Players: 3 to 5
Game Length: 60 minutes
Best enjoyed: With 4 or 5 players who want to try to sneak valuable goods past their friends
Sheriff of Nottingham is a bluffing and negotiation game where the players are mostly-honest merchants bringing their goods to market. Unfortunately for them, they need to bring their goods past the Sheriff of Nottingham himself – and if they are bringing in contraband (or indeed anything at all other than what they claimed), the Sheriff will subject them to a fine.
However, the Sheriff is not the most law-abiding of individuals, and the merchants are welcome to try to bribe him with coin or the contents of their packs, if it means sneaking a few indulgences through the gates. On top of that, if the Sheriff inspects a pack and it turns out to contain exactly what the merchant stated, the Sheriff is fined instead. Each player has a chance to be the Sheriff twice before the game comes to an end, and the person with the most money at the end wins.
In each round of Sheriff of Nottingham, players will place up to five goods from their hand into felt bags, sealing them with a satisfying ‘click’. These will be handed to the Sheriff with an announcement of how many of one type of legal good they contain – for example, ‘This bag contains three apples’. The Sheriff then eyeballs the would-be merchants and decides, typically with much deliberation, whether to hand the bag back unmolested or inspect it. The deliberation here is the key – it will give players the chance to wheedle a deal out of the Sheriff, such as promising coin or goods for not opening their bag, or even offering coin to open a different player’s bag. Any deals made are binding, unless they involve future arrangements (such as ‘When I’m Sheriff, I’ll let your bag through for free’).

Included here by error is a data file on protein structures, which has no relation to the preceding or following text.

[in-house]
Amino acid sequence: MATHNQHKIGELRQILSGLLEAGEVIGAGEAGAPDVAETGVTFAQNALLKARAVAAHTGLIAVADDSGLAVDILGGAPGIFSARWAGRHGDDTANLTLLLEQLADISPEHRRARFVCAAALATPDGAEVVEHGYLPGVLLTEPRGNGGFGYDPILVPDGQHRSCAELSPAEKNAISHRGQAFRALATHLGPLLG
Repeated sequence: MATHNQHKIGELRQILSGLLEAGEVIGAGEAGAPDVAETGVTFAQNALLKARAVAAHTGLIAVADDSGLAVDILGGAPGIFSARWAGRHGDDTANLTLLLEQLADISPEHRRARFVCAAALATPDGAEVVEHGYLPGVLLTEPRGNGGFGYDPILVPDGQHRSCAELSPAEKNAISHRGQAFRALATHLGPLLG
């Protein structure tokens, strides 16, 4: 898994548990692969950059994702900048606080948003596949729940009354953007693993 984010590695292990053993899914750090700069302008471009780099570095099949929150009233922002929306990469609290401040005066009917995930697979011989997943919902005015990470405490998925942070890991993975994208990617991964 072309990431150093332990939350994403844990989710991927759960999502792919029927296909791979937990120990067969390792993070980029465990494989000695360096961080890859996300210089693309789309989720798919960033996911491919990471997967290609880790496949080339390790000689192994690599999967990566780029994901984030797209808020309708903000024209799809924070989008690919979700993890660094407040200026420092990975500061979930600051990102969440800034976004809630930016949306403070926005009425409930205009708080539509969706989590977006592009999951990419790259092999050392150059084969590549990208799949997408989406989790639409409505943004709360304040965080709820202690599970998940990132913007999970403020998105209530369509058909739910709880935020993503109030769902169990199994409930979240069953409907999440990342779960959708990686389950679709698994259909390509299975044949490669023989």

Once the Sheriff pops the button on the bag, though, it’s all over – no other negotiations can be made. Likewise, once the bag leaves the Sheriff’s hand, the goods are through and the player may remove these goods and place them next to their character sheet. The Sheriff will immediately know how much contraband he’s inadvertently let through, as contraband is added face-down at the top of the player’s character board. This also lets other players know how much trust to put in their fellow merchant when it’s time for them to wear the Sheriff’s spiked gloves.
Sheriff of Nottingham is a fairly light game based on social interaction and the wheeling and dealing between the merchants and Sheriff. Luck can be a major factor in the game, and if you frequently receive large numbers of the same kind of legal good, you can end up winning easily whether the Sheriff opens your bag or not. There is a very large amount of risk on the part of the Sheriff too; if he opens up a large bag of completely legal goods, he’ll be forced to pay out a hefty fee to the merchant, which can lead to the Sheriff simply refusing to open bags, removing the best portion of the game.
Despite this, Sheriff of Nottingham is an excellent social game, and the arguments that you’ll throw around to try to convince the Sheriff to leave your bag alone and open someone else’s will keep you and your friends laughing. If you go in with the right attitude, you’ll be remembering your game of Sheriff of Nottingham for months to come.